The reason for this initiative was twofold. One was to ensure that its younger employees continued to develop much-needed skills for the jobs of the future, and two was to give the financial institution a competitive edge with a workforce that had a dynamic skillset.
African Bank has continued with this initiative, and in 2020 has seen 20 employees enter the EDSA data science learnership.
With there currently being a dearth in terms of digital skills in the country, as well as much rhetoric being bandied about regarding the jobs of the future, we contacted African Bank’s executive for Credit and Data Science, Vere Millican, for more insight.
In particular we wanted to find out how the partnership between African Bank and EDSA came about, what value the cohort of employees have added to the institution and the plans that it has moving forward.
This is the insight he was able to offer.
As for why a financial institution is looking to add more data scientists to its ranks, the reason is in the job title – data. It has been described as the new oil on countless occasions, and financial institutions are dependent on it to do their business.
Naturally then, having more specialists in this area is a plus.
Data, data, all around
“As data becomes increasingly available and richer, it enables us as a bank to create bespoke products for our customers, which can be structured in a very personalised way,” says Millican.
“Data science impacts product innovation and personalisation. This results in higher levels of customer satisfaction and enables us to attract and retain customers,” he adds.
In order to incorporate data science into the skillset of its employees, African Bank had to look to another organisation to assist. This where EDSA comes in.
Explaining why African Bank went with EDSA, Millican points to the type of training and focus on teamwork that EDSA focuses on, which closely mirrors the actual working environment. Added to this the curriculum, which features the key data science elements needed nowadays.
“When determining our business strategy and the role of data a few years back, we identified a need for a partner that could provide us with a pipeline of data science skills into the bank. Explore Data Science Academy fitted the bill, with its blend of classroom, on-the-job training and team-based project work. In addition, their course closely mirrors the demands of the workplace,” says the executive.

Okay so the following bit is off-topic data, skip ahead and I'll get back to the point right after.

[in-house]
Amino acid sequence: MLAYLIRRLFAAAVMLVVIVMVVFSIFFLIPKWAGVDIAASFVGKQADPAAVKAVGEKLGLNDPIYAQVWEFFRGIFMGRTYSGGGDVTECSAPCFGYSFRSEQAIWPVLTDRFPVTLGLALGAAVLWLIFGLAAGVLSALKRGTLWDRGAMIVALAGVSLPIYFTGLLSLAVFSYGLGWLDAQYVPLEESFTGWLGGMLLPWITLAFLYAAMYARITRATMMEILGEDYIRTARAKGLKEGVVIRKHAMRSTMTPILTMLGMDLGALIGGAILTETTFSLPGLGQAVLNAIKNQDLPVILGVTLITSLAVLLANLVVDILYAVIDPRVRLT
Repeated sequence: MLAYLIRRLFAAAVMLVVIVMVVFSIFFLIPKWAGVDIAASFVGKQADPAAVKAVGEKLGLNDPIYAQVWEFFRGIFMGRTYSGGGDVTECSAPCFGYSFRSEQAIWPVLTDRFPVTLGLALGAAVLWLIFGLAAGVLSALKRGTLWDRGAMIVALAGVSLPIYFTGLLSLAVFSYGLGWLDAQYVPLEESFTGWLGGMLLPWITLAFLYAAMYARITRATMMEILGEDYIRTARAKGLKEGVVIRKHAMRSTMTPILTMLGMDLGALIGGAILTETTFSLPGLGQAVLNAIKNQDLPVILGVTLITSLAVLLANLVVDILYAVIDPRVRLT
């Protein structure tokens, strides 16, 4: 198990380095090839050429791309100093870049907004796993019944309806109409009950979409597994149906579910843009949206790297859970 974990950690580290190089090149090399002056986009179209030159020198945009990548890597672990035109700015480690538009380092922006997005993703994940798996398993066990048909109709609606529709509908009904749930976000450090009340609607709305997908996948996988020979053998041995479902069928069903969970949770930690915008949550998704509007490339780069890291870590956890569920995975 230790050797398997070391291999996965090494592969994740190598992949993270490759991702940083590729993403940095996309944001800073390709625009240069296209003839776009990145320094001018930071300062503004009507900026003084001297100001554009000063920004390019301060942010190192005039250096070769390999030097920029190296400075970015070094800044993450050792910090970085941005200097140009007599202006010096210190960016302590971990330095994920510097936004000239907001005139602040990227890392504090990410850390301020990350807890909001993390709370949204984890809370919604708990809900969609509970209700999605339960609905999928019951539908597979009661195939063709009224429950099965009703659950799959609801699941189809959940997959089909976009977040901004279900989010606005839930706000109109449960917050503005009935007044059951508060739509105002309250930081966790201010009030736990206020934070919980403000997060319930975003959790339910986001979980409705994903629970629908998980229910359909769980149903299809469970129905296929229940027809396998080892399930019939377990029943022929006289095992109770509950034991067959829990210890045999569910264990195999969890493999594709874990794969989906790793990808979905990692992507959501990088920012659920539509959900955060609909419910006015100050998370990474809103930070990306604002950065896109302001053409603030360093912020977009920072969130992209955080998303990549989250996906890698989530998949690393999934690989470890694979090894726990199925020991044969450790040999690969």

“Included in the curriculum are tools such as Python, Tableau, SQL and Scikit-learn, which are routinely required when building data science applications. We knew our data strategy would be over the long term and we needed to find the right institution that could consistently meet our need for well trained talent over time,” he continues.
Into the fold
Shifting to how the cohorts of African Bank employees have impacted the institution upon completion of their data science qualification, Millican says African Bank is taking a phased approach.
“African Bank sponsored 30 data science learners in 2019. These graduates spent the first three months of this year immersed in learning every aspect of the bank’s operations. We are now starting to deploy them in solving problems within the business. A key component in being effective as a data scientist is business acumen. This is foundational to our learners’ journey within the bank,” explains the executive.
“The 20 learners among the 2020 cohort will be similarly immersed after they graduate at the end of the year,” he says.
Sticking with the current class, African Bank is also acutely aware of training female data scientists too, with Millican noting that half of the current cohort is female. It is also something that will form a key part of next year’s cohort too, according to the executive.
“We are currently sponsoring 20 learners in 2020. We foresee further sponsorships in 2021 to ensure a continuous supply of data science talent within our bank. We are very proud that the current cohort of learners represents African bank’s commitment to transformation and representation,” he stresses.
The right partner
With African Bank looking to lead the way, not only in how it trains data scientists, but also how it incorporates them within their own business, Millican is optimistic that other firms in the industry will follow its lead moving forward.
He also cites organisations like EDSA as being crucial to empowering this.
“As the world changes and the demand for data science grows, so will the opportunity for organisations, such as the EDSA, because of the shortage of skills. There is a great need for businesses to upskill youth and sponsor programmes that are relevant to the requirements of the market. EDSA teaches a practical application of how to apply data science to solving problems that are linked to real world applications,” he concludes.
With data science a highly valuable skillset moving forward, it is certainly worthwhile looking at for would-be graduates, as well as those already in the job market.